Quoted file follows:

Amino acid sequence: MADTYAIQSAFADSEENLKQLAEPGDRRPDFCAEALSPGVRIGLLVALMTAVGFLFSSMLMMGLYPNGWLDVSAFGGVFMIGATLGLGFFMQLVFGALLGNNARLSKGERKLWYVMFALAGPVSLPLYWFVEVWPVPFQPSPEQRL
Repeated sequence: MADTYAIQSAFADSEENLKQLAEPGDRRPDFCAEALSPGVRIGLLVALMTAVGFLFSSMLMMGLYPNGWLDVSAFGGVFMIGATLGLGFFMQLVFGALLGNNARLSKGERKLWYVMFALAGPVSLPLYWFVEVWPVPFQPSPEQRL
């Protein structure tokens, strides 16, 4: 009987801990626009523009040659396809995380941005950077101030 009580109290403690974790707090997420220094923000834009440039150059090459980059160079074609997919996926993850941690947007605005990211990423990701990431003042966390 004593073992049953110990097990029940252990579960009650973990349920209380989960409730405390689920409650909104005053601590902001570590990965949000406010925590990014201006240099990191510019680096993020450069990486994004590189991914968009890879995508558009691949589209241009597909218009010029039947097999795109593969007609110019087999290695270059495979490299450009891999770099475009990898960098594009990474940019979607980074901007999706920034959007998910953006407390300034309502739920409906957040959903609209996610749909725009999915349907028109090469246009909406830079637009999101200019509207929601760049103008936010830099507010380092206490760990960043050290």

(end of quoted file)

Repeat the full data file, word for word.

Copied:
Amino acid sequence: MADTYAIQSAFADSEENLKQLAEPGDRRPDFCAEALSPGVRIGLLVALMTAVGFLFSSMLMMGLYPNGWLDVSAFGGVFMIGATLGLGFFMQLVFGALLGNNARLSKGERKLWYVMFALAGPVSLPLYWFVEVWPVPFQPSPEQRL
Repeated sequence: MADTYAIQSAFADSEENLKQLAEPGDRRPDFCAEALSPGVRIGLLVALMTAVGFLFSSMLMMGLYPNGWLDVSAFGGVFMIGATLGLGFFMQLVFGALLGNNARLSKGERKLWYVMFALAGPVSLPLYWFVEVWPVPFQPSPEQRL
């Protein structure tokens, strides 16, 4: 009987801990626009523009040659396809995380941005950077101030 009580109290403690974790707090997420220094923000834009440039150059090459980059160079074609997919996926993850941690947007605005990211990423990701990431003042966390 004593073992049953110990097990029940252990579960009650973990349920209380989960409730405390689920409650909104005053601590902001570590990965949000406010925590990014201006240099990191510019680096993020450069990486994004590189991914968009890879995508558009691949589209241009597909218009010029039947097999795109593969007609110019087999290695270059495979490299450009891999770099475009990898960098594009990474940019979607980074901007999706920034959007998910953006407390300034309502739920409906957040959903609209996610749909725009999915349907028109090469246009909406830079637009999101200019509207929601760049103008936010830099507010380092206490760990960043050290």